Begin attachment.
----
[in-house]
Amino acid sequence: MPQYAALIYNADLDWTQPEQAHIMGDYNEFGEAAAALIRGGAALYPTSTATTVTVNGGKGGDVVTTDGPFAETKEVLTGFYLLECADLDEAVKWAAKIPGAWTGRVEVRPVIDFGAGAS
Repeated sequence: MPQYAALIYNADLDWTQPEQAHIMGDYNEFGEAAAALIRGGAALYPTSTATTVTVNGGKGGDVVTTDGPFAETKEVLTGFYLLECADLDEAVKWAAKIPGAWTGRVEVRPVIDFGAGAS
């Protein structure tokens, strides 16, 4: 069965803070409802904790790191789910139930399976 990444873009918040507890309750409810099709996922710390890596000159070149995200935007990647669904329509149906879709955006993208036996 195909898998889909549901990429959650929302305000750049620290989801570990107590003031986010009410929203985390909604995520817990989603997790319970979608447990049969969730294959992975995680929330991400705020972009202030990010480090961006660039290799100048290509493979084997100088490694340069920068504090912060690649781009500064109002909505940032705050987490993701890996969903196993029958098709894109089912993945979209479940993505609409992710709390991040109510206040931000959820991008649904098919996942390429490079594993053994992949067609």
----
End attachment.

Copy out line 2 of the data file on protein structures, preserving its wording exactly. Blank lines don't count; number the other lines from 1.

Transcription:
Amino acid sequence: MPQYAALIYNADLDWTQPEQAHIMGDYNEFGEAAAALIRGGAALYPTSTATTVTVNGGKGGDVVTTDGPFAETKEVLTGFYLLECADLDEAVKWAAKIPGAWTGRVEVRPVIDFGAGAS